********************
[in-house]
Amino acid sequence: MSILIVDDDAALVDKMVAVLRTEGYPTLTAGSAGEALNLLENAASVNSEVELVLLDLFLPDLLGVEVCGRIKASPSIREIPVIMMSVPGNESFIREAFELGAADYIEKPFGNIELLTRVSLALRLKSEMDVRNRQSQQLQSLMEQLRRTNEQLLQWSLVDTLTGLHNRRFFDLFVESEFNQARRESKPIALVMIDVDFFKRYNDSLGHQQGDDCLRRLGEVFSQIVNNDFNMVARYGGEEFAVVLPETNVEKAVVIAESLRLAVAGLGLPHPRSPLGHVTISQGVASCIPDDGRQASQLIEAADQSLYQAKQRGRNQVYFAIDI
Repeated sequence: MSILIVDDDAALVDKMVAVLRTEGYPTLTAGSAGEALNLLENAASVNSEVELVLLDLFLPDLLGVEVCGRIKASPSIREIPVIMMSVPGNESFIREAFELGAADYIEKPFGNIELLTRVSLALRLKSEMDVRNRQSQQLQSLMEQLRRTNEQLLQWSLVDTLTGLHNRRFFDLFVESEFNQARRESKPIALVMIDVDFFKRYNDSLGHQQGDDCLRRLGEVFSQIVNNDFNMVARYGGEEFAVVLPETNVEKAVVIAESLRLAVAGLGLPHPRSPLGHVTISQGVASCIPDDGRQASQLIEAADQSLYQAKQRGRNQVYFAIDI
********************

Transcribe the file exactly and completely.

[in-house]
Amino acid sequence: MSILIVDDDAALVDKMVAVLRTEGYPTLTAGSAGEALNLLENAASVNSEVELVLLDLFLPDLLGVEVCGRIKASPSIREIPVIMMSVPGNESFIREAFELGAADYIEKPFGNIELLTRVSLALRLKSEMDVRNRQSQQLQSLMEQLRRTNEQLLQWSLVDTLTGLHNRRFFDLFVESEFNQARRESKPIALVMIDVDFFKRYNDSLGHQQGDDCLRRLGEVFSQIVNNDFNMVARYGGEEFAVVLPETNVEKAVVIAESLRLAVAGLGLPHPRSPLGHVTISQGVASCIPDDGRQASQLIEAADQSLYQAKQRGRNQVYFAIDI
Repeated sequence: MSILIVDDDAALVDKMVAVLRTEGYPTLTAGSAGEALNLLENAASVNSEVELVLLDLFLPDLLGVEVCGRIKASPSIREIPVIMMSVPGNESFIREAFELGAADYIEKPFGNIELLTRVSLALRLKSEMDVRNRQSQQLQSLMEQLRRTNEQLLQWSLVDTLTGLHNRRFFDLFVESEFNQARRESKPIALVMIDVDFFKRYNDSLGHQQGDDCLRRLGEVFSQIVNNDFNMVARYGGEEFAVVLPETNVEKAVVIAESLRLAVAGLGLPHPRSPLGHVTISQGVASCIPDDGRQASQLIEAADQSLYQAKQRGRNQVYFAIDI